Tuesday, September 29, 2020

Armies of Lawyers, Part Deux

Well then, let me:

Powell just steamed into a series of statements as fiery as they are baseless.

She said that Gleeson had “picked up the mantle to continue a political prosecution of General Flynn that has no basis in fact or law” after arguing that the whole Russia probe had been launched “to get General Flynn, and thereby get President Trump.”

“Only in other countries have any of us seen this happen,” Powell added.

Only the introduction to the main essay, that:

Powell takes it further with each argument, if imaginable, saying that the Flynn case was a “coup to take out President Trump.”

“Mr. Gleeson is lost down the rabbit hole on the other side of the looking glass,” Powell added. 

You read that right:

After allowing Powell to go on at length about why she thinks the DOJ mishandled Flynn’s case, Sullivan asks her point blank what Brady material (the term for the exculpatory materials the government is obligated to turn over to a defendant) the government supposedly withheld from Flynn.

Powell has been alleging Brady violations for nearly a year, and Sullivan already once has issued a lengthy opinion rejecting her claims.

Powell points to a few specific things: the disclosure in an inspector general report that an FBI agent used a defensive briefing for Trump as an opportunity to collect information on Flynn; evidence that supposedly shows that the FBI agents who interviewed Flynn thought he was telling the truth at the time; and supposed evidence that the FBI deep state was going after Flynn as a way to take down Trump.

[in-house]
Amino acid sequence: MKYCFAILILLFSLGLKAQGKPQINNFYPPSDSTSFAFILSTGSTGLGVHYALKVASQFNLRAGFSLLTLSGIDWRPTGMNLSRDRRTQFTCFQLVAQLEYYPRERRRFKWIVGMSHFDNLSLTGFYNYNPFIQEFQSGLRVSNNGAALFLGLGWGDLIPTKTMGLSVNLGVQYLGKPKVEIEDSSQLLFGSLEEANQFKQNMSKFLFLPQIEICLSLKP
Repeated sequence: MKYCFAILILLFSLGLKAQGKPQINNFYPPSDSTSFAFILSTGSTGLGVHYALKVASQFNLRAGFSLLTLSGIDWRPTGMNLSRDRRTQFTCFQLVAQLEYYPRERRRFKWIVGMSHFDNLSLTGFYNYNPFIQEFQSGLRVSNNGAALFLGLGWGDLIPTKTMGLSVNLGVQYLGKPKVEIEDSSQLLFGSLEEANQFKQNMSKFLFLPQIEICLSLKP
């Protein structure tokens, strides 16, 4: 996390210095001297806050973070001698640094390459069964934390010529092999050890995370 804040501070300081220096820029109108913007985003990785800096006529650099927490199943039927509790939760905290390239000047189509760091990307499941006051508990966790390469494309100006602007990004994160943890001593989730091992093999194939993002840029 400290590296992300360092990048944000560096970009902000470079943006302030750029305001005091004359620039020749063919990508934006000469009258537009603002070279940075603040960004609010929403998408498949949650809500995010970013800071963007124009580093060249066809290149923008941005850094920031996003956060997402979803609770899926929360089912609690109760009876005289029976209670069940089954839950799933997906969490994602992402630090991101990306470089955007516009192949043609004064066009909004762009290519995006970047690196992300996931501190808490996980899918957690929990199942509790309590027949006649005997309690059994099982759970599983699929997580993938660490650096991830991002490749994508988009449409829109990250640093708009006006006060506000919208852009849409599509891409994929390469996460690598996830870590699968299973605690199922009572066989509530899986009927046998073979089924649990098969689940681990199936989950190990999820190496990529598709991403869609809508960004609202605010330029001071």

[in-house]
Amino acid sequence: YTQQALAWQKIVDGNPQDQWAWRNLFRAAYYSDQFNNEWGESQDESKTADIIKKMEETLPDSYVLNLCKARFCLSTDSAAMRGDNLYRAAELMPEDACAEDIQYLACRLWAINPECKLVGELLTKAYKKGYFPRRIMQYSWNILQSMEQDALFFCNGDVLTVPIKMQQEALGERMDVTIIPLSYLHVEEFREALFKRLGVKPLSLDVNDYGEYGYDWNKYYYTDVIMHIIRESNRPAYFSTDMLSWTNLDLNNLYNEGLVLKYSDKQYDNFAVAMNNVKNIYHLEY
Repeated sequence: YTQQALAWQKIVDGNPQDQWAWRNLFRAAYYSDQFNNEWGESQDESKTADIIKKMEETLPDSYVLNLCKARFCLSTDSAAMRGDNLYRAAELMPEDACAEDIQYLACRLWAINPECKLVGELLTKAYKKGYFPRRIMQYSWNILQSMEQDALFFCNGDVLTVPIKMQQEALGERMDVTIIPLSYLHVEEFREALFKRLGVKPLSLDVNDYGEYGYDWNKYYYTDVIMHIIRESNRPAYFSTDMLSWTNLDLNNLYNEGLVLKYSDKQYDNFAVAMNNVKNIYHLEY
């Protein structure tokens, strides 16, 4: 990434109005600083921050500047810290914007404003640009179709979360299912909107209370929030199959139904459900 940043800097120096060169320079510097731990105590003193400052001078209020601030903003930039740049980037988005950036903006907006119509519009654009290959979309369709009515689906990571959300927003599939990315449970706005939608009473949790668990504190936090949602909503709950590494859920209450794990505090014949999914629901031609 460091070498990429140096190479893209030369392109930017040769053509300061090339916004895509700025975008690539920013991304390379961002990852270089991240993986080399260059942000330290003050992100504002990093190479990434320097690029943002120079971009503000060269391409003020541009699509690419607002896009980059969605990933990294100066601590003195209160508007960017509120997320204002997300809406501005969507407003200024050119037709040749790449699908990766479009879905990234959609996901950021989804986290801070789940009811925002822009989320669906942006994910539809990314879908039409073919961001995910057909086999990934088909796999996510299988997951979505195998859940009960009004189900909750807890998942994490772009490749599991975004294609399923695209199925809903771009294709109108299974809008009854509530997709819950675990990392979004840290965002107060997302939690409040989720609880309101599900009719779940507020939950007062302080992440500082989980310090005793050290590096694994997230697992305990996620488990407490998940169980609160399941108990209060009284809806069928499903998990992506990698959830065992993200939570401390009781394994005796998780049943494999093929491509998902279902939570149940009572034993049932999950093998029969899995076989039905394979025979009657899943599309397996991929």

The evidence she likes is good; the evidence she doesn't like is "bad" (none of the above is evidence in a court of law, BTW):

Without any hint of irony, Powell says that the judge should treat Trump’s tweets and the Strzok claims that his notes had been altered as “extrajudicial” and as “red herring[s].” 

 There's a lot more too this than I have captured, but let Mr. Kirschner provide the last thought:

The amicus gets that:

“There’s an unspoken premise that I’m not sure is correct which came up in today’s proceedings,” Gleeson said. “The government has not said that if you deny this motion to dismiss, it will not continue to prosecute this case.”

“And if you say no, they’re packing up and going home? They haven’t said that yet,” Gleeson said, adding that it would be an “enormous disrespect” to the court to do so.

Gleeson added that the case “has everything to do with the President’s belief that this is some kind of witch hunt, and an Attorney General who has said publicly that the President’s tweets … made it very difficult for the Justice Department to get the trust of the courts.”

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